- Shimizu H, Nakagami H, Osako MK, Hanayama R, Kunugiza Y, Kizawa T, et al. Angiotensin II accelerates osteoporosis by activating osteoclasts. FASEB J. 2008;22:2465–75.View ArticlePubMedGoogle Scholar
- Gradosova I, Zivna H, Palicka V, Hubena S, Svejkovska K, Zivny P. Protective effect of amlodipine on rat bone tissue after orchidectomy. Pharmacology. 2012;635:37–43.View ArticleGoogle Scholar
- Aung K, Htay T. Thiazide diuretics and the risk of hip fracture. Cochrane Database Syst Rev. 2011;10:CD005185.PubMedGoogle Scholar
- Reid IR, Ames RW, Orr-Walker BJ, Clearwater JM, Horne AM, Evans MC, et al. Hydrochlorothiazide reduces loss of cortical bone in normal postmenopausal women: a randomized controlled trial. Am J Med. 2000;109:362–70.View ArticlePubMedGoogle Scholar
- LaCroix AZ, Ott SM, Ichikawa L, Scholes D, Barlow WE. Low-dose hydrochlorothiazide and preservation of bone mineral density in older adults. A randomized, double-blind, placebo-controlled trial. Ann Intern Med. 2000;133:516–26.View ArticlePubMedGoogle Scholar
- Lim LS, Fink HA, Blackwell T, Taylor BC, Ensrud KE. Loop diuretic use and rates of hip bone loss and risk of falls and fractures in older women. J Am Geriatr Soc. 2009;57:855–62.PubMed CentralView ArticlePubMedGoogle Scholar
- Reinmark L, Vestergaard P, Heickendorff L, Andreasen F, Mosekilde L. Loop diuretics increase bone turnover and decrease BMD in osteopenic postmenopausal women: results from a randomized controlled study with bumetanide. J Bone Miner Res. 2006;21:163–70.View ArticleGoogle Scholar
- Xiao F, Qu X, Zhai Z, Jiang C, Li H, Liu X, et al. Association between loop diuretic use and fracture risk. Osteoporos Int. 2014 Dec 10 [Epub ahead of print] DOI 10.1007/s00198-014-2979-8.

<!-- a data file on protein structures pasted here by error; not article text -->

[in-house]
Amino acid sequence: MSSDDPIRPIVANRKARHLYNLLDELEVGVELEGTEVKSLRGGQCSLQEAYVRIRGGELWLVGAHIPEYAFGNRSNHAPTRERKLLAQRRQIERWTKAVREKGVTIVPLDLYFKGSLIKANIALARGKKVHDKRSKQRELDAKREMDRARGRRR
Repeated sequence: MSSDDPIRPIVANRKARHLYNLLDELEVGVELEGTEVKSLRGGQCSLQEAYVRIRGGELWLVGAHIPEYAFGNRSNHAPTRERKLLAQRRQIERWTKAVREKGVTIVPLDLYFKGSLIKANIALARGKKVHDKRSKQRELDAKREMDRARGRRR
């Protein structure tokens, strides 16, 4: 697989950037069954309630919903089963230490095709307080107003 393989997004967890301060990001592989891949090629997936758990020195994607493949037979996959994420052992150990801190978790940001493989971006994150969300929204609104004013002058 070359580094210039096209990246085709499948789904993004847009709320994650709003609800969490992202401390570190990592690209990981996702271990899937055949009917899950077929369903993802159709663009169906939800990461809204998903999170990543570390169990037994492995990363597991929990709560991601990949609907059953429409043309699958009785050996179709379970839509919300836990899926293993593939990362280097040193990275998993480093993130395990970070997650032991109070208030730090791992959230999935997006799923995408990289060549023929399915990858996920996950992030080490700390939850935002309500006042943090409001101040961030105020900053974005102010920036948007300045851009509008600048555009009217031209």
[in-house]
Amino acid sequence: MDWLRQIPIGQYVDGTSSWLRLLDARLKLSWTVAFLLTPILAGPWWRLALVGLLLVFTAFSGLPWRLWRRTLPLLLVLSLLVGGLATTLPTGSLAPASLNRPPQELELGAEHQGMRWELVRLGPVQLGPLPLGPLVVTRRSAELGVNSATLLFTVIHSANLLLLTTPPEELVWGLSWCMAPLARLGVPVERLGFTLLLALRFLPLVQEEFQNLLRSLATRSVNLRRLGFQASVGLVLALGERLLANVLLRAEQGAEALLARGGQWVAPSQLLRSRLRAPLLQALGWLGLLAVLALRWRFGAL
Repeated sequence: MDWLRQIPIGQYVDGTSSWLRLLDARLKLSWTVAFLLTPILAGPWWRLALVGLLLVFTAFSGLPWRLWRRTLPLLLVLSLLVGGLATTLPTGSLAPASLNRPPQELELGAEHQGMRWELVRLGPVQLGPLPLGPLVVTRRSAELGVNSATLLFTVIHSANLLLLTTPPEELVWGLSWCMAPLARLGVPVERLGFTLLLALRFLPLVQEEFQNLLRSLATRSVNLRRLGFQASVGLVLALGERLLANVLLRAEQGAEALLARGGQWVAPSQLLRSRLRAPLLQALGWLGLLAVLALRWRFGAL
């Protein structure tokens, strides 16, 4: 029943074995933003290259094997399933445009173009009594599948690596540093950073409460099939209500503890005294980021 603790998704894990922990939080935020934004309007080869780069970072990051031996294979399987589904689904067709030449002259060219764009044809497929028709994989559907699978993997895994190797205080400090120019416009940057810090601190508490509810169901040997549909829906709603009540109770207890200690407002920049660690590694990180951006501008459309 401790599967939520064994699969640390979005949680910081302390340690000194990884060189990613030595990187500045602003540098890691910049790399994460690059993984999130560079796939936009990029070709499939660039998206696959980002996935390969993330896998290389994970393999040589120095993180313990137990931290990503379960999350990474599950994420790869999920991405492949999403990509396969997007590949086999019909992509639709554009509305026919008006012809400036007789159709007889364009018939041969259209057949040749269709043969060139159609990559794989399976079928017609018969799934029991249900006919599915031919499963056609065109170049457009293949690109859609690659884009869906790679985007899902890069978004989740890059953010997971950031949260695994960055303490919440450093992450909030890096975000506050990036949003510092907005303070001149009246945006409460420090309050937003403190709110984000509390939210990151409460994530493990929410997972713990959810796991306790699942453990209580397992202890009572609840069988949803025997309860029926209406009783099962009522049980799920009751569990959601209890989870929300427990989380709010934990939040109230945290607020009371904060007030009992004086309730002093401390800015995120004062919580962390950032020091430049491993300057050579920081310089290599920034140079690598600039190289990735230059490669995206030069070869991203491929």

- Rejnmark L, Vestergaard P, Mosekilde L. Fracture risk in patients treated with loop diuretics. J Int Med. 2006;259:117–24.View ArticleGoogle Scholar
- Lim LS, Fink HA, Kuskowski MA, Taylor BC, Schousboe JT, Ensrud KE. Loop diuretic use and increased rates of hip bone loss in older men: the Osteoporotic Fractures in Men Study. Arch Intern Med. 2008;168:735–40.View ArticlePubMedGoogle Scholar
- Arampatzis S, Gaetcke LM, Funk GC, Schwarz C, Mohaupt M, Zimmermann H, et al. Diuretic-induced hyponatremia and osteoporotic fractures in patients admitted to the emergency department. Maturitas. 2013;75:81–6.View ArticlePubMedGoogle Scholar
- Yang S, Nguyen ND, Eisman JA, Nguyen TV. Association between beta-blockers and fracture risk: a Bayesian meta-analysis. Bone. 2012;51:969–74.View ArticlePubMedGoogle Scholar
- Toulis KA, Hemming K, Stergianos S, Nirantharakumar K, Bilezikian JP. β-adrenergic receptor antagonists and fracture risk: a meta-analysis of selectivity, gender, and site-specific effects. Osteoporos Int. 2014;25:121–9.View ArticlePubMedGoogle Scholar
- Pasco JA, Henry MJ, Sanders KM, Kotowicz MA, Seeman E, Nicholson GC. Beta-adrenergic blockers reduce the risk of fracture partly by increasing bone mineral density: Geelong Osteoporosis Study. J Bone Miner Res. 2004;19:19–24.View ArticlePubMedGoogle Scholar
- Reid IR, Gamble GD, Grey AB, Black DM, Ensrud KE, Browner WS, et al. Beta-blocker use, BMD, and fractures in the study of osteoporotic fractures. J Bone Miner Res. 2005;20:613–8.View ArticlePubMedGoogle Scholar
- Yang S, Nguyen ND, Center JR, Eisman JA, Nguyen TV. Association between beta-blockers and fracture risk: the Dubbo Osteoporosis Epidemiology Study. Bone. 2011;48:451–5.View ArticlePubMedGoogle Scholar
- Song HJ, Lee J, Kim YJ, Jung SY, Kim HJ, Choi NK, et al. β1 selectivity of β-blockers and reduced risk of fractures in elderly hypertension patients. Bone. 2012;51:1008–15.View ArticlePubMedGoogle Scholar
- Rodrigues WF, Madeira MF, da Silva TA, Clemente-Napimoga JT, Miguel CB, Dias-da-Silva VJ, et al. Low dose of propranolol down-modulates bone resorption by inhibiting inflammation and osteoclast differentiation. Br J Pharmacol. 2012;165:2140–51.PubMed CentralView ArticlePubMedGoogle Scholar
- Callisaya ML, Sharman JE, Close J, Lord SR, Srikanth VK. Greater daily defined dose of antihypertensive medication increases the risk of falls in older people—A population-based study. J Am Geriatr Soc. 2014;62:1527–33.View ArticlePubMedGoogle Scholar